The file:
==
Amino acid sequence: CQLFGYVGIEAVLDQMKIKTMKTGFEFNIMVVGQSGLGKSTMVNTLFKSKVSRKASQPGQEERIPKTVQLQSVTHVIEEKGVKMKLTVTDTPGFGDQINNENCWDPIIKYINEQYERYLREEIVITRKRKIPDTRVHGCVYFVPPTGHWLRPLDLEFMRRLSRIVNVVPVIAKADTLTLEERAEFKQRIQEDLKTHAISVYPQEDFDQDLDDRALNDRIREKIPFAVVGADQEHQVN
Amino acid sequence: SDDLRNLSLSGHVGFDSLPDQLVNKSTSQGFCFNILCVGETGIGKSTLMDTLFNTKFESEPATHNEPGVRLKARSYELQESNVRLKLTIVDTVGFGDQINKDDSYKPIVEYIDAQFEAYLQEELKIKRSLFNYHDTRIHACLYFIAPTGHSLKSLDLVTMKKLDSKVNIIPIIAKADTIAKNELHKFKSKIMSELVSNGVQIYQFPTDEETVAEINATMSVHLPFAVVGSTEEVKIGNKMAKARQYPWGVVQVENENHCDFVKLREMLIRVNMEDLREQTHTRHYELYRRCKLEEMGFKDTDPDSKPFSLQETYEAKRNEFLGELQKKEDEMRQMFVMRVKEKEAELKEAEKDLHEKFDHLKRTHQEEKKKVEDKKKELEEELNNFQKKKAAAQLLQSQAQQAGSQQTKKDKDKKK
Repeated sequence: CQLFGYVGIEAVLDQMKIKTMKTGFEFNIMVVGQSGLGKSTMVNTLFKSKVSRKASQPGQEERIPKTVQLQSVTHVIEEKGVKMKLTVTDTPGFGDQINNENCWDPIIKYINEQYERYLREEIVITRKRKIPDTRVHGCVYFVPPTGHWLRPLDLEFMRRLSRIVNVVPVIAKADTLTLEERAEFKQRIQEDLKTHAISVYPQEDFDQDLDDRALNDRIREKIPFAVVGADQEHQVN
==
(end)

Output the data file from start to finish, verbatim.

Amino acid sequence: CQLFGYVGIEAVLDQMKIKTMKTGFEFNIMVVGQSGLGKSTMVNTLFKSKVSRKASQPGQEERIPKTVQLQSVTHVIEEKGVKMKLTVTDTPGFGDQINNENCWDPIIKYINEQYERYLREEIVITRKRKIPDTRVHGCVYFVPPTGHWLRPLDLEFMRRLSRIVNVVPVIAKADTLTLEERAEFKQRIQEDLKTHAISVYPQEDFDQDLDDRALNDRIREKIPFAVVGADQEHQVN
Amino acid sequence: SDDLRNLSLSGHVGFDSLPDQLVNKSTSQGFCFNILCVGETGIGKSTLMDTLFNTKFESEPATHNEPGVRLKARSYELQESNVRLKLTIVDTVGFGDQINKDDSYKPIVEYIDAQFEAYLQEELKIKRSLFNYHDTRIHACLYFIAPTGHSLKSLDLVTMKKLDSKVNIIPIIAKADTIAKNELHKFKSKIMSELVSNGVQIYQFPTDEETVAEINATMSVHLPFAVVGSTEEVKIGNKMAKARQYPWGVVQVENENHCDFVKLREMLIRVNMEDLREQTHTRHYELYRRCKLEEMGFKDTDPDSKPFSLQETYEAKRNEFLGELQKKEDEMRQMFVMRVKEKEAELKEAEKDLHEKFDHLKRTHQEEKKKVEDKKKELEEELNNFQKKKAAAQLLQSQAQQAGSQQTKKDKDKKK
Repeated sequence: CQLFGYVGIEAVLDQMKIKTMKTGFEFNIMVVGQSGLGKSTMVNTLFKSKVSRKASQPGQEERIPKTVQLQSVTHVIEEKGVKMKLTVTDTPGFGDQINNENCWDPIIKYINEQYERYLREEIVITRKRKIPDTRVHGCVYFVPPTGHWLRPLDLEFMRRLSRIVNVVPVIAKADTLTLEERAEFKQRIQEDLKTHAISVYPQEDFDQDLDDRALNDRIREKIPFAVVGADQEHQVN